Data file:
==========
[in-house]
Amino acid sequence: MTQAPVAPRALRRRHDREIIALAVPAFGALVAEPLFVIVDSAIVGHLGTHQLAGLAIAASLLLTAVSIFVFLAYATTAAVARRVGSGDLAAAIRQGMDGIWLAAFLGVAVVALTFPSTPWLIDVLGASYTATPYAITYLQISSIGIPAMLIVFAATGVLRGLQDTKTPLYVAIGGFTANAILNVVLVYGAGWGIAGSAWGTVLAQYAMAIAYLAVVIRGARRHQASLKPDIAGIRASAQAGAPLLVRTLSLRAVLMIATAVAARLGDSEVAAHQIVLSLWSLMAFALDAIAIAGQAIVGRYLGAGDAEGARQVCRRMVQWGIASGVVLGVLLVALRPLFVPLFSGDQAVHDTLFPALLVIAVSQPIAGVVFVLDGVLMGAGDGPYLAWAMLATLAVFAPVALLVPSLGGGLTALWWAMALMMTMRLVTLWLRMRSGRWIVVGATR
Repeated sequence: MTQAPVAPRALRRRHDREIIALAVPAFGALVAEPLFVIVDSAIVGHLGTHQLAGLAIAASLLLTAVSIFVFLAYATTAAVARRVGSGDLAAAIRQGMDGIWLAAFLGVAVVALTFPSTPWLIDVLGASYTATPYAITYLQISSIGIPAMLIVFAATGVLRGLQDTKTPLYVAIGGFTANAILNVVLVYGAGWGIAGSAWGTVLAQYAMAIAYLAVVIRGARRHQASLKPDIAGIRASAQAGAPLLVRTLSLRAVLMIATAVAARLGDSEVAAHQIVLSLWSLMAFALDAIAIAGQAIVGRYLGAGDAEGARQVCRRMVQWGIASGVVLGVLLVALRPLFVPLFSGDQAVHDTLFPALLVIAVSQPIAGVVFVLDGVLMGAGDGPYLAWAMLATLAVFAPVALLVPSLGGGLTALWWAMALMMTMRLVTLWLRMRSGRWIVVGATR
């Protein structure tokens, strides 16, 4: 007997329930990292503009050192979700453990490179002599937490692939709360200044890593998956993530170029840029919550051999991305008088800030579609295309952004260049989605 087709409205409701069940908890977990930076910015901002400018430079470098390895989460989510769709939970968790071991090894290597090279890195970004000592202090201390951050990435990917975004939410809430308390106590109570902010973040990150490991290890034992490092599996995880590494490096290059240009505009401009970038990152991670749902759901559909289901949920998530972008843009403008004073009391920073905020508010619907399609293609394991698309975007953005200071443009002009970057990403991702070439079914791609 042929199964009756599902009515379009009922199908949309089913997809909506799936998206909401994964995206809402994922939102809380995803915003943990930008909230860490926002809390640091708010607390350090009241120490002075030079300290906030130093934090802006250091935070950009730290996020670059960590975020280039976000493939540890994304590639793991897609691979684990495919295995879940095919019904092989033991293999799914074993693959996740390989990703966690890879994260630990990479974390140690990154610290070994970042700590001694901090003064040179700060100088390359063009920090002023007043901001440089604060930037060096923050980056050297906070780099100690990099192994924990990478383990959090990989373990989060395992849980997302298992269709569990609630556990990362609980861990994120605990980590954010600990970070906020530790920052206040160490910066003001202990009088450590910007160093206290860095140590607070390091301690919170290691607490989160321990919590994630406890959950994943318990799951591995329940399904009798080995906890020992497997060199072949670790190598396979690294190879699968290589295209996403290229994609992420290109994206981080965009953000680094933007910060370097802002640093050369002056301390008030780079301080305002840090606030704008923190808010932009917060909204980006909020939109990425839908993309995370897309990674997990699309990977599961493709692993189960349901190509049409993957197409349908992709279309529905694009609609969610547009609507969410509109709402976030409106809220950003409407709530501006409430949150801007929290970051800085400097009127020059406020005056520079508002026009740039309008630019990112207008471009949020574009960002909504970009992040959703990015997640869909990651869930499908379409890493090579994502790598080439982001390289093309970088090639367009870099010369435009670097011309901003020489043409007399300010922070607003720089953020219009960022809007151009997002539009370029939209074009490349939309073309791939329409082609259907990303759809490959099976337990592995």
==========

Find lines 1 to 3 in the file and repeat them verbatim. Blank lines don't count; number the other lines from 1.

[in-house]
Amino acid sequence: MTQAPVAPRALRRRHDREIIALAVPAFGALVAEPLFVIVDSAIVGHLGTHQLAGLAIAASLLLTAVSIFVFLAYATTAAVARRVGSGDLAAAIRQGMDGIWLAAFLGVAVVALTFPSTPWLIDVLGASYTATPYAITYLQISSIGIPAMLIVFAATGVLRGLQDTKTPLYVAIGGFTANAILNVVLVYGAGWGIAGSAWGTVLAQYAMAIAYLAVVIRGARRHQASLKPDIAGIRASAQAGAPLLVRTLSLRAVLMIATAVAARLGDSEVAAHQIVLSLWSLMAFALDAIAIAGQAIVGRYLGAGDAEGARQVCRRMVQWGIASGVVLGVLLVALRPLFVPLFSGDQAVHDTLFPALLVIAVSQPIAGVVFVLDGVLMGAGDGPYLAWAMLATLAVFAPVALLVPSLGGGLTALWWAMALMMTMRLVTLWLRMRSGRWIVVGATR
Repeated sequence: MTQAPVAPRALRRRHDREIIALAVPAFGALVAEPLFVIVDSAIVGHLGTHQLAGLAIAASLLLTAVSIFVFLAYATTAAVARRVGSGDLAAAIRQGMDGIWLAAFLGVAVVALTFPSTPWLIDVLGASYTATPYAITYLQISSIGIPAMLIVFAATGVLRGLQDTKTPLYVAIGGFTANAILNVVLVYGAGWGIAGSAWGTVLAQYAMAIAYLAVVIRGARRHQASLKPDIAGIRASAQAGAPLLVRTLSLRAVLMIATAVAARLGDSEVAAHQIVLSLWSLMAFALDAIAIAGQAIVGRYLGAGDAEGARQVCRRMVQWGIASGVVLGVLLVALRPLFVPLFSGDQAVHDTLFPALLVIAVSQPIAGVVFVLDGVLMGAGDGPYLAWAMLATLAVFAPVALLVPSLGGGLTALWWAMALMMTMRLVTLWLRMRSGRWIVVGATR